By Community Editor
Internet skills have become essential to participating in an increasingly digital world. But special education teachers at Oak Park and River Forest High School saw a growing digital divide between students with and without disabilities and decided to do something about it. They applied for, and won, a grant to help close the growing digital learning gap between their special education students and peers without disabilities.
Following a highly competitive and rigorous application process, OPRF High School was among eight schools from across Illinois that were selected to receive the Safe and Productive Internet Life & Literacy Skills, or SPILLS Grant. Valued at $2500.00, the SPILLS Grant meets special education teachers' demands for a tool that would help them teach their students how to use the Internet safely and productively.
The grant was offered through a partnership between UCP-Infinitec and JJ's List, an Evanston-based not-for-profit 501(c)(3) that works at the grassroots level to help people with disabilities integrate into the community using Internet and technology tools.
JJ's List created the comprehensive Safe and Productive Internet Life & Literacy Skills Curriculum (SPILLS) - the first of its kind in the nation - to address the growing digital divide between those with and without disabilities "Schools are providing more education about Internet use to general education students, but students with developmental and learning disabilities are being left behind and are not being taught the very skills they need for productive futures," said JJ Hanley, executive director of JJ's List and author of the curriculum. "Many teachers we surveyed were either afraid to work with their special-ed students on the Internet or felt that students with disabilities shouldn't be using the Internet at all. SPILLS directly addresses this problem."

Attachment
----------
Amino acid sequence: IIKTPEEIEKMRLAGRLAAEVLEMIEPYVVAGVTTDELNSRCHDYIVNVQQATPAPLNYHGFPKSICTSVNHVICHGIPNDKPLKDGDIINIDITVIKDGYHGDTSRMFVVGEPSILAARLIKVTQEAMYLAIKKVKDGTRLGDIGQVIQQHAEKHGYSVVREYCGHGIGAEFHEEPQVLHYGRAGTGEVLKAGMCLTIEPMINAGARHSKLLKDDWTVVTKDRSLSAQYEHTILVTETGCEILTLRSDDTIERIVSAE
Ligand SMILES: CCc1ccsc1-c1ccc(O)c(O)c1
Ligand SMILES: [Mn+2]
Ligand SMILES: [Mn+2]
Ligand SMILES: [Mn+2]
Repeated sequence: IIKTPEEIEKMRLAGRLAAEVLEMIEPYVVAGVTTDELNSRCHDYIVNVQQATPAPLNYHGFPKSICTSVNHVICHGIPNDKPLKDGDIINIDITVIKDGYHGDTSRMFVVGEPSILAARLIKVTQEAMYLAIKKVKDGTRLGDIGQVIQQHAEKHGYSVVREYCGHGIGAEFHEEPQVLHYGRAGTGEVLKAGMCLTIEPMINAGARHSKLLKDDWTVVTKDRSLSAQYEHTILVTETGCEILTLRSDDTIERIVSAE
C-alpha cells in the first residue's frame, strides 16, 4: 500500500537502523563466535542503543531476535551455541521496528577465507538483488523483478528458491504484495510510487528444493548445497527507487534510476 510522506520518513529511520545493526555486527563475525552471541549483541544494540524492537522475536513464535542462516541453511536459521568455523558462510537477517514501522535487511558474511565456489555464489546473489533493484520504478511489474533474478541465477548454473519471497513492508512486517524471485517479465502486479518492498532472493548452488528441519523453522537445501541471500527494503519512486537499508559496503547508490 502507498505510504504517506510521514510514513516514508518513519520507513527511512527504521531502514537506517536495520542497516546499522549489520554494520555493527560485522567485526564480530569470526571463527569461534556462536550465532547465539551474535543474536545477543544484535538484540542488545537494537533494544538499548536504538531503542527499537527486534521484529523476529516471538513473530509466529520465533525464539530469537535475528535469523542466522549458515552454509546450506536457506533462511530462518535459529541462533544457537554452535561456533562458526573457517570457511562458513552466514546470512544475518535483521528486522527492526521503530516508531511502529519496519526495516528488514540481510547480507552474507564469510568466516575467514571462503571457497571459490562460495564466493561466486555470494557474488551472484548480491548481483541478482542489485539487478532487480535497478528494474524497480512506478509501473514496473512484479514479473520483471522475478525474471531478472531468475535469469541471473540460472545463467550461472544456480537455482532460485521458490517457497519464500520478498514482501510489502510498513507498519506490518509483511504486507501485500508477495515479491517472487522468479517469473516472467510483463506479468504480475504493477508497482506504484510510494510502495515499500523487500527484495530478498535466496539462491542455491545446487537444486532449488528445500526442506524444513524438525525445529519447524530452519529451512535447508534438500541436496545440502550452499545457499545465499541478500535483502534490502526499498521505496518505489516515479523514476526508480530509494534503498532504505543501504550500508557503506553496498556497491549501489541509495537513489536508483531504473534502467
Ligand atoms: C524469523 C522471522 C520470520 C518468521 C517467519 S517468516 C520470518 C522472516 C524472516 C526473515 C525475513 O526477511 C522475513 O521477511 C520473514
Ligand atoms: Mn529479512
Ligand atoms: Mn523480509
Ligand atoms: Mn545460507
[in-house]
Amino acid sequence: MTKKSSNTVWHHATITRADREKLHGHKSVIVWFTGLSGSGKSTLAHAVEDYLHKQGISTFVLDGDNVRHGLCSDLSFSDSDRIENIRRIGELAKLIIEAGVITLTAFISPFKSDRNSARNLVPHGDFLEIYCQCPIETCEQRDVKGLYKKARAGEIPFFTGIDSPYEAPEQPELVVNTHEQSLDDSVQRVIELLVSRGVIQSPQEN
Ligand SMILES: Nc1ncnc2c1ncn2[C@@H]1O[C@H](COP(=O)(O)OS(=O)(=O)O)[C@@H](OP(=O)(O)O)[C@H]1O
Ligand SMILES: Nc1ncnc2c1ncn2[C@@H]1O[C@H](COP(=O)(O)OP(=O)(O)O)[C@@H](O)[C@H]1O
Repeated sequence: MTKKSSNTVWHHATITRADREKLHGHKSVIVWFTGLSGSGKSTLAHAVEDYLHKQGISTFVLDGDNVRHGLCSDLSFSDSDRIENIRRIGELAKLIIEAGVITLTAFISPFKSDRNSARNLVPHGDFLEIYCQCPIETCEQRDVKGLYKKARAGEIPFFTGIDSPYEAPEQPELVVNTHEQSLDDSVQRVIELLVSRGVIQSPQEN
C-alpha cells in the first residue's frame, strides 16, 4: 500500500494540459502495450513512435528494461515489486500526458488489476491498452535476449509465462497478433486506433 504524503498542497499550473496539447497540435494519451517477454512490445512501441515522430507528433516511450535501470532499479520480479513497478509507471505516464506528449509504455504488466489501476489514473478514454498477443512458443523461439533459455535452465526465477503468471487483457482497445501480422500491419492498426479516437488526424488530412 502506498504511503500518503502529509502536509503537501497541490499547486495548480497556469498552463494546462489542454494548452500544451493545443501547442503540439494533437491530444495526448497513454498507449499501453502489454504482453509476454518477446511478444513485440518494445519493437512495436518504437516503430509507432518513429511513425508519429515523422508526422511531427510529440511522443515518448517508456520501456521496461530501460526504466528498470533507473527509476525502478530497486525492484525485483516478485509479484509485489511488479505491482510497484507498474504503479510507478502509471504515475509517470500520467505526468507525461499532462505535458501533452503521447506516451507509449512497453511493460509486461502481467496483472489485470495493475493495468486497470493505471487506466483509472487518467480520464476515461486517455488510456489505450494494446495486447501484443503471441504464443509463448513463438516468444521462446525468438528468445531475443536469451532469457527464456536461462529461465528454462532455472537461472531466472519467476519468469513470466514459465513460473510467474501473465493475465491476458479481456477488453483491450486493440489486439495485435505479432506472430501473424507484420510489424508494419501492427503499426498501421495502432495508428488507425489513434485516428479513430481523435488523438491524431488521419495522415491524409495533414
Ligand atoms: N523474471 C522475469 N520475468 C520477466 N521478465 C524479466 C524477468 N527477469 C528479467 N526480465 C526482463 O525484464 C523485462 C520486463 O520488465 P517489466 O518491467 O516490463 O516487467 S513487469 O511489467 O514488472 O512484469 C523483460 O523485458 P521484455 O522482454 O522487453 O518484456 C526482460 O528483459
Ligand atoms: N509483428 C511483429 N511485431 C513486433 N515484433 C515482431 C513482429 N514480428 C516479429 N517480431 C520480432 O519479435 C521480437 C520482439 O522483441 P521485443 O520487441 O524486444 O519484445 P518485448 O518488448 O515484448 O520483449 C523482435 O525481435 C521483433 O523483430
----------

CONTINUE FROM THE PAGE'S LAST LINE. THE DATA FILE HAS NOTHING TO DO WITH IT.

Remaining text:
JJ's List designed SPILLS, which is now in distribution in Illinois and four other states, to address the unique learning needs of students with developmental and learning disabilities, while instructing them on how to use the Internet safely and productively for learning, employment, socialization and other life skills they will need as adults.
Last semester, OPRFHS teachers conducted lessons from SPILLS, which follows Illinois Learning Standards and National Educational Technology Standards. Teachers covered areas of personal responsibility, safety and life skills, including lesson on safe use of social networking sites such as Facebook and trip planning using online trip planners. "Never more than now, have we realized how desperately we need this type of structured, thorough and explicit curriculum," said OPRFHS teacher Lisa Vincent. "People without disabilities use the Internet for everything. We want our students to have that same opportunity."
Students in the program have responded positively. "The SPILLS curriculum is a very intelligently designed program to help young adults achieve an awareness about their surroundings, the Internet and social life on-line and on-land," said Chris, a transition program student.
"We've learned what to do and what not to do. Like what to do if you see someone sending you a nasty message on Facebook," said Marquita, another transition student.